That's why "representational transfer"!

Namely, transfers based on standardized rappresentations. Instead, "state" is precisely what is represented in the standard way because it is understood by any client component that supports REST principles, and allows the representation itself to be the engine of the state transitions containing in its mediatype representation also the standard information handling, which them should refer to a small set of standard verbs related to the client-server communication protocol.

Therefore, to build applications (or connectors from the point of view of REST) adhering to the standard REST and therefore RESTful, means:

  1. designing uri for own resources;

  2. making these uri always available into representations sended to the clients;

  3. focusing in design the most appropriate media type representations to support own application flow, and so the same state transitions.

This means to support any type of media on any type of device and also support any type of interaction system or transition states (eg automated systems not only user)

  • I think that a constructive comment is more useful of an unmotivated downvote.. tank you – Ciro Corvino Aug 29 '16 at 12:19
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    Haven't downvoted, but I find this explanation to be rather recursive and repetitive. You go on about '"representational" referring to state' without seemingly ever getting into a really good explanation of what that really means… Just my 2€¢. – deceze Aug 29 '16 at 12:24
  • Maybe you haven't read my explanation as you state that I "go on representational referring to state".. I say that representational refers to transfer.. it would be better if you read before "constructively" commenting. Thank you – Ciro Corvino Aug 29 '16 at 12:46
  • I have read it and that's what I came away with. Your bold section in the first paragraph and the bold one in the middle essentially repeat the same information… I was trying to leave constructive criticism, leave it if you don't like it. – deceze Aug 29 '16 at 12:49
  • Thank you very much for your suggestions, I will consider them for a revision of my post.. but I insist, if you state that I said that representational refers to state, you are wrong, and a lot.. because the main motive that pushed me to write this post it is exactly this wrong assumption.. further, the second bold section details what is in the first bold.. if you read my post and comment about the real content, I would appreciate it a lot – Ciro Corvino Aug 29 '16 at 13:39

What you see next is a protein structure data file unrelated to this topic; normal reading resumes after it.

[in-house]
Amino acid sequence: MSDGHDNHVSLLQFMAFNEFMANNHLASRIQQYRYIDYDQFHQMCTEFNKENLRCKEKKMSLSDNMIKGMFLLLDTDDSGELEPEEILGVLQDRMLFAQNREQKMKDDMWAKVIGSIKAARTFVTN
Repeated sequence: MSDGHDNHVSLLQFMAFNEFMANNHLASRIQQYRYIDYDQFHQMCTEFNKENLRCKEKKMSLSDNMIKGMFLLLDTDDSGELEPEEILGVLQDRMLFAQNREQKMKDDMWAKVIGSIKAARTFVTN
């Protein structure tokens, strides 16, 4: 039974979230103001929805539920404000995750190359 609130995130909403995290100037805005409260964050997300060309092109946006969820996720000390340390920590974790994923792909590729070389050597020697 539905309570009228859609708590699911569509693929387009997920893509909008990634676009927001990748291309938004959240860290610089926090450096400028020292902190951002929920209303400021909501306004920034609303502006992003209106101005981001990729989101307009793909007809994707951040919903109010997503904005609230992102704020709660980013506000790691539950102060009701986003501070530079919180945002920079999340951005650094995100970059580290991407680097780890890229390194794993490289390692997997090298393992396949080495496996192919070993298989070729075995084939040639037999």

Although I think that the post is obviously better suited for programmers, as this is a general concept discussion, I will try and give it a shot.

To me, REST is a transfer of state or data currently contained in a certain resource from a server to a client or vice versa. This transfer is initialized by the client through invoking certain operations, the underlying communication protocol provides, on a resource. The representation aspect is now the returned style/flavor/type of the state/data. If a client requests something like Accept: "application/hal+json", "application/json", "text/html" it directly ask the server for a representation of the state in either of the three formats (with preference on the leading ones) and the server can decide, based on his capabilities, which one to return. Certain weight preferences can be specified also to boost the likelihood of the server to return this media-type rather then an other more general one.

REST by its simplicity is actually hard to implement in reality, more on that later. Besides some architectural constraints Roy Fielding put in place, the given link includes a further list of things that have to be respected in order to call a service or API RESTful which have been summarized in the following list:

  • The API should adhere to and not violate the underlying protocol. Altough REST is used via HTTP most of the time, it is not restricted to this protocol.

  • Strong focus on resources and their presentation via media-types.

  • Clients should not have initial knowledge or assumptions on the available resources or their returned state ("typed" resource) in an API but learn them on the fly via issued requests and analyzed responses. This gives the server the opportunity to move arround or rename resources easily without breaking a client implementation.

Especially the last rule given by Roy Fielding is often violated by not letting the client discover resources as the endpoint is coded into the client/application explicitely. Also the type returned is often pre-assigned. This results in plenty of URI-design related questions here at StackOverflow as the URI needs to carry the semantics in order for the developer to put them into the client.

But also the media type is often restricted to only support application/json or application/xml although they don't carry any semantics on the actual content. XML especially was designed to be eXtensible, hence the X in its name. There are already plenty of special XML based types out there, tough frameworks often return just application/xml which puts burden onto the client of knowing what the response semantically means.